Electricity crisis: Measuring the impact in the precious metals sector

Faced with increasing bouts of stage 4 to 6 load shedding and an 18% electricity tariff increase, South African precious metal producers are reeling as a result of Eskom’s woes. In this report, we attempt to quantify the impact of load shedding on the mining sector, both in terms of lost output and the cost to the fiscus (lost GDP). We also analyse the impact of electricity tariff increases on the precious metals sector and examine which companies are the most exposed.


The cost of no power

Load shedding – whether measured as lost output, revenue, profit or cashflow – is costing the precious metals sector dearly. Quantifying the extent of these costs is not straightforward, but we estimate that mining output lost due to load shedding increased from about 3% in 2019 to over 6% in 2022. This led to overall GDP declining by roughly 4% in 2019, increasing sharply to about 7.5% in 2022.

By our calculations, every 1 000 GWh of load shedding equates roughly to a 2% decrease in annual mining output. The ultimate costs of load shedding could go well beyond this, as we discuss in this report.


Paying a high price

We believe that the availability of electricity, or lack thereof, is only part of the problem; sharply rising electricity tariffs are another major challenge facing the SA mining sector.

With rising electricity costs generally accounting for at least 8% of cash cost increases in the PGM sector and 5% in the gold sector, electricity costs now account for 10-15% of the cost base in SA.

Eskom was recently granted an 18.65% electricity tariff increase for the 2023/24 financial year and these latest tariff increases could accelerate the structural shift in the cost base of the precious metals sector while exacerbating the existing above-inflationary cost pressures already in place.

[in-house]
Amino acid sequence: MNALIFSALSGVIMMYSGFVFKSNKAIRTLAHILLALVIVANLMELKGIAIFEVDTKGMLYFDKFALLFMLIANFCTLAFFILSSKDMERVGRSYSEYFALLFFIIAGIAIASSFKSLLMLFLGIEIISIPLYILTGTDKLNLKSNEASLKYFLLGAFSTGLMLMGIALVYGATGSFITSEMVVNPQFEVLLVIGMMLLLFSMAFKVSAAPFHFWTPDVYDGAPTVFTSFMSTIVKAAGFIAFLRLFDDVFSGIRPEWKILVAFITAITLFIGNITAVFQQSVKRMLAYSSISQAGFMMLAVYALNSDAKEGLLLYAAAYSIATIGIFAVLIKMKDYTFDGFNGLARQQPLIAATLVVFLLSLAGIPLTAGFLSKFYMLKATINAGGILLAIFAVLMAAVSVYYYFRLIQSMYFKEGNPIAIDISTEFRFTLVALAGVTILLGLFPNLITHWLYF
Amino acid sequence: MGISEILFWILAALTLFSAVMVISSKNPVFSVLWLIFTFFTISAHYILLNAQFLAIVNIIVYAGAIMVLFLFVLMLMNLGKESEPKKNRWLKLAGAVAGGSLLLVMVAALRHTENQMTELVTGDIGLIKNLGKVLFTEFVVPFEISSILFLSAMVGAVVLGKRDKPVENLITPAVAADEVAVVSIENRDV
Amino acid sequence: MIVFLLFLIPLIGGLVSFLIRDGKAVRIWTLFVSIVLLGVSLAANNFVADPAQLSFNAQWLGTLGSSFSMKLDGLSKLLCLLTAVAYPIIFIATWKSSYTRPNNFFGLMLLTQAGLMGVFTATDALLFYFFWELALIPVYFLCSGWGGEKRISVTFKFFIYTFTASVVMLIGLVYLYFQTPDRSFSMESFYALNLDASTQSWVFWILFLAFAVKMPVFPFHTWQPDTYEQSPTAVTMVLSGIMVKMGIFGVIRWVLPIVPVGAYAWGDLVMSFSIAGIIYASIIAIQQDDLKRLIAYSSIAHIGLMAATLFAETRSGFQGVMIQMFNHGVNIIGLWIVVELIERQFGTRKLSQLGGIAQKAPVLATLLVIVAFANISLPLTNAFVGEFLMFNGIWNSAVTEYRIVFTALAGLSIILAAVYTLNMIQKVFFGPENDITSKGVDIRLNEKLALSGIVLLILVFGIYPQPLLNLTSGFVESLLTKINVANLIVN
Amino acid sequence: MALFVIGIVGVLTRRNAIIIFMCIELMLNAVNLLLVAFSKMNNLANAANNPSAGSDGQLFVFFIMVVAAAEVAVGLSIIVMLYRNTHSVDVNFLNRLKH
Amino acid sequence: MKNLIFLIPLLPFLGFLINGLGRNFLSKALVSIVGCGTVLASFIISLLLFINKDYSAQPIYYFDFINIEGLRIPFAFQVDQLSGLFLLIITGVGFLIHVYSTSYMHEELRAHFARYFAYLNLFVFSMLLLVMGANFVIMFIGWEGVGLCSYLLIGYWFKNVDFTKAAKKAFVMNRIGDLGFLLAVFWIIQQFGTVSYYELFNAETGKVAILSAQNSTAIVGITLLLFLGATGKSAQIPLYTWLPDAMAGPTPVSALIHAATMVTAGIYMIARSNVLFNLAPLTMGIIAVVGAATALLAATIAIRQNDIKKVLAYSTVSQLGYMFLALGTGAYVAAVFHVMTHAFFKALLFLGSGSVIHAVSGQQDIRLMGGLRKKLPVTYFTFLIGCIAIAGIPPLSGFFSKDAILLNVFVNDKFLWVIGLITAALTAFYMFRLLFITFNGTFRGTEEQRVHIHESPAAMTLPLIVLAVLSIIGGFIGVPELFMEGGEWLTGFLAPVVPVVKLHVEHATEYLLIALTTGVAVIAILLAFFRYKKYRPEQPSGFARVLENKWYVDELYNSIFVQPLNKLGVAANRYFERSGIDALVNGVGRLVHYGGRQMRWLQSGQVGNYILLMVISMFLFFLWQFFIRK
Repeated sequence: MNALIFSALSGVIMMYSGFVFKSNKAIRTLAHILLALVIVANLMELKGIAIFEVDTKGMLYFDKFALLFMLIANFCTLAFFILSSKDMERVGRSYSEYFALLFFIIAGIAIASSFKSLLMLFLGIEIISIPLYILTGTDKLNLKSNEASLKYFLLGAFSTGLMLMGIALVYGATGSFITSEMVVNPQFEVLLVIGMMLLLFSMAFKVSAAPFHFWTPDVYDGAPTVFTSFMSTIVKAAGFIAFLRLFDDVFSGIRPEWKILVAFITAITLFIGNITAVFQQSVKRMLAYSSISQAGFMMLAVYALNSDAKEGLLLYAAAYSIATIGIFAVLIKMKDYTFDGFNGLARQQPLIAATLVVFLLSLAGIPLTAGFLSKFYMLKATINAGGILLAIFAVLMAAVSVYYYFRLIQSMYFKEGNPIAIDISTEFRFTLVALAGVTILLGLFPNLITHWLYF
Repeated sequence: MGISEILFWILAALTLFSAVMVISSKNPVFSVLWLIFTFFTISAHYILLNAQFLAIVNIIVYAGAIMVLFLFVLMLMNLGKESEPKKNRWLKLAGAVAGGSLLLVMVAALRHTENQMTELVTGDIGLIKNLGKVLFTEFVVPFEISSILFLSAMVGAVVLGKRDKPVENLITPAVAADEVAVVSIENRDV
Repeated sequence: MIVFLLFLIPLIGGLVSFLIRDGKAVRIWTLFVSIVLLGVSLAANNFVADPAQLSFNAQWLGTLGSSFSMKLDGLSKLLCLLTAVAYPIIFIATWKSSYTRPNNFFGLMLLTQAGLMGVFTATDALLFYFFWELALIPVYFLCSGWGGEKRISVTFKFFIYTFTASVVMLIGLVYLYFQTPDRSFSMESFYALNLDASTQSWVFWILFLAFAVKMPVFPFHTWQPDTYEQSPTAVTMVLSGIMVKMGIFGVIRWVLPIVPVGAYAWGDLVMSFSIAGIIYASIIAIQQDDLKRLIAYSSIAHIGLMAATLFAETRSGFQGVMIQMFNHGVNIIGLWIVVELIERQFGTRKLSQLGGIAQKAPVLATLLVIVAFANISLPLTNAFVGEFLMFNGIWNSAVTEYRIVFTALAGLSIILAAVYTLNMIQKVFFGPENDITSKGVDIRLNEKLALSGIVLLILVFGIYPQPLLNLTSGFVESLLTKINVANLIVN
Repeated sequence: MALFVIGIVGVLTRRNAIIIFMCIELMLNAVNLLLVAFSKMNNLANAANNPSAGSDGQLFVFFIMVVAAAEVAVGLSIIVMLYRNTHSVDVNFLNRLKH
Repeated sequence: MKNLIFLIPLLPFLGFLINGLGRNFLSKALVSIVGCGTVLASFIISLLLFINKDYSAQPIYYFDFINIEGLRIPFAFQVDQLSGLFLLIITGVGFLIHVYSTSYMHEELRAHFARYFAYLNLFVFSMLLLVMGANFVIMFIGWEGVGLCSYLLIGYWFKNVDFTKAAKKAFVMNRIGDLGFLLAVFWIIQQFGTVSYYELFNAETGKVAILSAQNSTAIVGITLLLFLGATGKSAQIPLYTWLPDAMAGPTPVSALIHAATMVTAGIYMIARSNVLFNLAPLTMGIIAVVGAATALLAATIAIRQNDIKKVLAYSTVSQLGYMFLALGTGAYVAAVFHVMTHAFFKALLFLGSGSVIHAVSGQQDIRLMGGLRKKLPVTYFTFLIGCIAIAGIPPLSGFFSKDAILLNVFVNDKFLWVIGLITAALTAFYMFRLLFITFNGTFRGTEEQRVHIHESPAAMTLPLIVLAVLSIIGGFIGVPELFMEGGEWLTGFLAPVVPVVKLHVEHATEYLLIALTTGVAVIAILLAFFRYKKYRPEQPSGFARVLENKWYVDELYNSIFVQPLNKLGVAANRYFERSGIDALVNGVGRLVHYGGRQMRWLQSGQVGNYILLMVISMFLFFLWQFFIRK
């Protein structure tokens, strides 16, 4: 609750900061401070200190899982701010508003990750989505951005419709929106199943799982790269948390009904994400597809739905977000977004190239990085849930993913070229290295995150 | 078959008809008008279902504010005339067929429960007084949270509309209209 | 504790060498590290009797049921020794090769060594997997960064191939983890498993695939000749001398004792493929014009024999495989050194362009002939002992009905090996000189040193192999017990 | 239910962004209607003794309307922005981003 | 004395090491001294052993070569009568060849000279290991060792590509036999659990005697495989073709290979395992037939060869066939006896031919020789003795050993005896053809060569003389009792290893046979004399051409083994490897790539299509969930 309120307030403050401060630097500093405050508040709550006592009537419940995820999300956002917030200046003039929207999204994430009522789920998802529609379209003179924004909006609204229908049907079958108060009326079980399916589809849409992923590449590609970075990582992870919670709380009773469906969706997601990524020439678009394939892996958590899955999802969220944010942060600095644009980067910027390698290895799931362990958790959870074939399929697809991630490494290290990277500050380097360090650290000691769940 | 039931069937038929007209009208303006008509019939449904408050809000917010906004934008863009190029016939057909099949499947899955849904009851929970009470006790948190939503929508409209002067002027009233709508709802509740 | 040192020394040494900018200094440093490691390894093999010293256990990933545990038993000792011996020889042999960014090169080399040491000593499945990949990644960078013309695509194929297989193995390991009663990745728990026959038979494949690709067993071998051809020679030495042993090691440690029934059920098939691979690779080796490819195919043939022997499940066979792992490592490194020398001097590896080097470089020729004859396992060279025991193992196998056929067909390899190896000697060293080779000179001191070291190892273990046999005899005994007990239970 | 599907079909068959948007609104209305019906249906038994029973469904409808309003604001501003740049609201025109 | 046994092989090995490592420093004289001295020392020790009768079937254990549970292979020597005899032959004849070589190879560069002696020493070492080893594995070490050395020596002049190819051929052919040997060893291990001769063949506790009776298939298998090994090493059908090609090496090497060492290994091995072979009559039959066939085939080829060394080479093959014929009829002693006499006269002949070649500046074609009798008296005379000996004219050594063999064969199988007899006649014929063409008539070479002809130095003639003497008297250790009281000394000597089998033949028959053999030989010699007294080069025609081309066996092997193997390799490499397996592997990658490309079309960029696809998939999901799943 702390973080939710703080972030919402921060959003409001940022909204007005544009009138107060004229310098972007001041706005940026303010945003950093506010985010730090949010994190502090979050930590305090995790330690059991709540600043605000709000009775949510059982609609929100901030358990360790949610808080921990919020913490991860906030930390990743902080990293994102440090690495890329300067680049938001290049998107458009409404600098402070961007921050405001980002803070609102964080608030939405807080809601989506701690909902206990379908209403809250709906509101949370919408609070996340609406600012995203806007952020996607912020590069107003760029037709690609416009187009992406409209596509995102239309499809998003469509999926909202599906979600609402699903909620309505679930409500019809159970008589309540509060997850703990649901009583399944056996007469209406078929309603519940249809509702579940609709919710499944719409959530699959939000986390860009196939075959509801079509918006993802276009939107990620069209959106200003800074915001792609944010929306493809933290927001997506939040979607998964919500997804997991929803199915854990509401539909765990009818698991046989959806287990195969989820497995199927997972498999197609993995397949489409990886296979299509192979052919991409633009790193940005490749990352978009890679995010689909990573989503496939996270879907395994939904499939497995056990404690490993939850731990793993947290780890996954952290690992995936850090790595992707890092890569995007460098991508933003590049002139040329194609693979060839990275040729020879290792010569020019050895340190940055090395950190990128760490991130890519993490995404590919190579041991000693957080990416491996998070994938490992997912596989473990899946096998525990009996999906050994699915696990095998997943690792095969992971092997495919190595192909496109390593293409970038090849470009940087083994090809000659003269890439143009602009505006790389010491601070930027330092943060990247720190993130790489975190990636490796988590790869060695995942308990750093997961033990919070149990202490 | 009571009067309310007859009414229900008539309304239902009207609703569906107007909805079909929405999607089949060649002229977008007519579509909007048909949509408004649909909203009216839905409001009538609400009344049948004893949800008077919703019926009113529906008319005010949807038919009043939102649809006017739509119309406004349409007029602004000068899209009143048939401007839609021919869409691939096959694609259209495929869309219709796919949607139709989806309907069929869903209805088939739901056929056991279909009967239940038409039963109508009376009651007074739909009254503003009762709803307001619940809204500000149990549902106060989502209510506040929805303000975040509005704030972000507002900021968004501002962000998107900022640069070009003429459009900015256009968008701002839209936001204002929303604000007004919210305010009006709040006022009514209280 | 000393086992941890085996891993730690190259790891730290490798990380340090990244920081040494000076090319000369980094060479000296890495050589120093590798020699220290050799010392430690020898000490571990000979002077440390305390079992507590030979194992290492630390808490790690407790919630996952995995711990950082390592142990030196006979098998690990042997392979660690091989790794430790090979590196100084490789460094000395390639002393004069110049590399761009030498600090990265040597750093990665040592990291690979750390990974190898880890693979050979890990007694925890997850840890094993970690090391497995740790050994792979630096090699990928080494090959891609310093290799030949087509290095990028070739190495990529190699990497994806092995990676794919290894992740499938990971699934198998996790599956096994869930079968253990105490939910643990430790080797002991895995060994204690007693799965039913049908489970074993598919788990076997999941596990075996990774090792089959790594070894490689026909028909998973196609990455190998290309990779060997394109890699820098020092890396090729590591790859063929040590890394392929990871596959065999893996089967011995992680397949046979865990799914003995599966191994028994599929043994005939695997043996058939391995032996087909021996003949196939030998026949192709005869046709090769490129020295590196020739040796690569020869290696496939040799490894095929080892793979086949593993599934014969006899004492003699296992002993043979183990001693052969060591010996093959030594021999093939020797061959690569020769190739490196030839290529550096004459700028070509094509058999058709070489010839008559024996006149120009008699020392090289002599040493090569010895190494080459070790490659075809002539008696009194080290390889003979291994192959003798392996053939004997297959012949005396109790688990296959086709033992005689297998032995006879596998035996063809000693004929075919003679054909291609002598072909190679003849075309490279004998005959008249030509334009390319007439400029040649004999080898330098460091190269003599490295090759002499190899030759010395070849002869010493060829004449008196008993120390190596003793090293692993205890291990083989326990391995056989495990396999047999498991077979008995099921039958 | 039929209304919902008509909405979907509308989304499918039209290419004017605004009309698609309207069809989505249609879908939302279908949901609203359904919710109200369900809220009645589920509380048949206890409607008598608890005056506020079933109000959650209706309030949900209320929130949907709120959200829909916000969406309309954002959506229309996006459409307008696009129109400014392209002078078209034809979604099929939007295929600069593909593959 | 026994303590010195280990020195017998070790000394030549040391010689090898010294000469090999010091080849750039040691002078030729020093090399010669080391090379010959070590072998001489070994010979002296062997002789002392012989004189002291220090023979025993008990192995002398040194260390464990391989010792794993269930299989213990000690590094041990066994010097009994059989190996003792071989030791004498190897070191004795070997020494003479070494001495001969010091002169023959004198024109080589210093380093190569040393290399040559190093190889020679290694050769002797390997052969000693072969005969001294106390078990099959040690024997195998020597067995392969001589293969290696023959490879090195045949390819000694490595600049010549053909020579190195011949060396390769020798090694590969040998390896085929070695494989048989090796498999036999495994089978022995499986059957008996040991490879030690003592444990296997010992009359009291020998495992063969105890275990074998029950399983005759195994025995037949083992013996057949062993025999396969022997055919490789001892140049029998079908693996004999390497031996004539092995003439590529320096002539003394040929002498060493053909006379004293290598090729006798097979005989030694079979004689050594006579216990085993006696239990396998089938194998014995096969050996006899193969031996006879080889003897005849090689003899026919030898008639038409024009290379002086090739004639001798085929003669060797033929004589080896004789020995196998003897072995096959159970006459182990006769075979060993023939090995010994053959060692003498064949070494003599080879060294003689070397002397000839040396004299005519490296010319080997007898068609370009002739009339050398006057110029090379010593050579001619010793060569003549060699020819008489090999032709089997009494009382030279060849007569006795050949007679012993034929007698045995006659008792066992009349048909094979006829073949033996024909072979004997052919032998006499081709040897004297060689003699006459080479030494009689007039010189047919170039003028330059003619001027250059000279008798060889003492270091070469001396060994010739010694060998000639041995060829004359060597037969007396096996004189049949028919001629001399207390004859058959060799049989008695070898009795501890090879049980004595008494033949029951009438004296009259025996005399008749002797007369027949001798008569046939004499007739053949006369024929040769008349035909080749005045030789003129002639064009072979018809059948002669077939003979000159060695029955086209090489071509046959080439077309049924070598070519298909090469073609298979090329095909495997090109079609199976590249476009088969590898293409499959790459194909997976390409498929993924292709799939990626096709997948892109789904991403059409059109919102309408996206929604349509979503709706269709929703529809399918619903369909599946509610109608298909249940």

It's not dark yet

Most SA mining companies have long anticipated a deteriorating situation at Eskom and have started to put contingency plans in place. While these measures have provided some reprieve, the deterioration at Eskom has been worse than expected over the past few months, and their resilience has been tested to the maximum of late.

We believe therefore, that companies have little leeway left, and ongoing high rates of load shedding could lead to sharp increases in production losses over the coming months.


But it’s getting there

In this report, we demonstrate how the economic impact of production losses and higher tariffs could materially impact the economics of the mining sector. Marginal mines, many of which have been battling high inflation and other operational challenges, may not be able to withstand the latest blows brought about by load shedding, especially in the gold sector.

We would not be surprised if there is restructuring at several marginal operations in the not-too- distant future, which organised labour may be quick to blame on management and capitalists. The authorities would likely soon follow in pointing fingers, but we believe that the latter should behold the fingers pointing back.

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